The reason behind the widespread belief that comfort women were "forcefully taken away" is a fabricated story by the late Seiji Yoshida in his book entitled "My War Crime" published in 1983. In this book, Yoshida illustrates himself hunting many women by order of the Japanese military in Jeju Island of the Republic of Korea. At the time, the content of his book was widely reported as if it were a true story by the Asahi Shimbun, a major Japanese newspaper. It eventually made a tremendous impact not only on public opinion in Japan and the Republic of Korea, but also in the entire international community. The reality is, Yoshida's story has later been proven to be entirely a product of imagination by scholars.
朝日新聞も、日本語版では単に「慰安婦」とする場合でも、英語版では「日本軍兵士にセックスの提供を強制された 慰安婦」（comfort women who were forced to provide sex to Japanese troops）といった表現をしばしば用い、誤解を 世界に発信し続けている（1月6日付）。 海外のメディアは、こうした日本発の英文記事を参照しつつ、慰安婦「報道」を行ってきた。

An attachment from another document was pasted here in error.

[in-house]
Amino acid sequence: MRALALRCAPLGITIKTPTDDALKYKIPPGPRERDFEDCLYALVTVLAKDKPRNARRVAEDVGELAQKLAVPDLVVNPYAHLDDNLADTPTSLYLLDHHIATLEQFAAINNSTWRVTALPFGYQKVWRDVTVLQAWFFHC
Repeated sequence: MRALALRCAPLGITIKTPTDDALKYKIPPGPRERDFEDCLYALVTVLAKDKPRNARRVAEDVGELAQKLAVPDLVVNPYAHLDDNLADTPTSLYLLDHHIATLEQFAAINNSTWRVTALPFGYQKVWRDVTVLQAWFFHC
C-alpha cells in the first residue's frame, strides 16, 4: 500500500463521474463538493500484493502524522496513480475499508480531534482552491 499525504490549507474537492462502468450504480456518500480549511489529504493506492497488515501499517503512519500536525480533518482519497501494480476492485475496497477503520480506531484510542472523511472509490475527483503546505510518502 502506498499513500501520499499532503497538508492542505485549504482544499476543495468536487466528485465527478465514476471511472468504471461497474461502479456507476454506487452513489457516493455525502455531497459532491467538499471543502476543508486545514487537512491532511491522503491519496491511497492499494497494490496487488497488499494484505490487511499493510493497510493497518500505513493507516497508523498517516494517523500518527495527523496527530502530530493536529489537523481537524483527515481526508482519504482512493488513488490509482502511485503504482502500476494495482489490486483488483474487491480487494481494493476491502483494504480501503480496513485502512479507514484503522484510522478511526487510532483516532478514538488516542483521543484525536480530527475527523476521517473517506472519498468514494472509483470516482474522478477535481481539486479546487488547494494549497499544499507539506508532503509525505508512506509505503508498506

>>259 Japan to recall ambassador over ‘comfort women’ statue THE ASAHI SHIMBUN January 6, 2017 at 18:05 JST http://www.asahi.com/ajw/articles/AJ201701060062.html Japan agreed to pay 1 billion yen ($8.62 million) to a foundation that Seoul helped to establish for assistance to the former comfort women who were forced to provide sex to Japanese troops before and during World War II.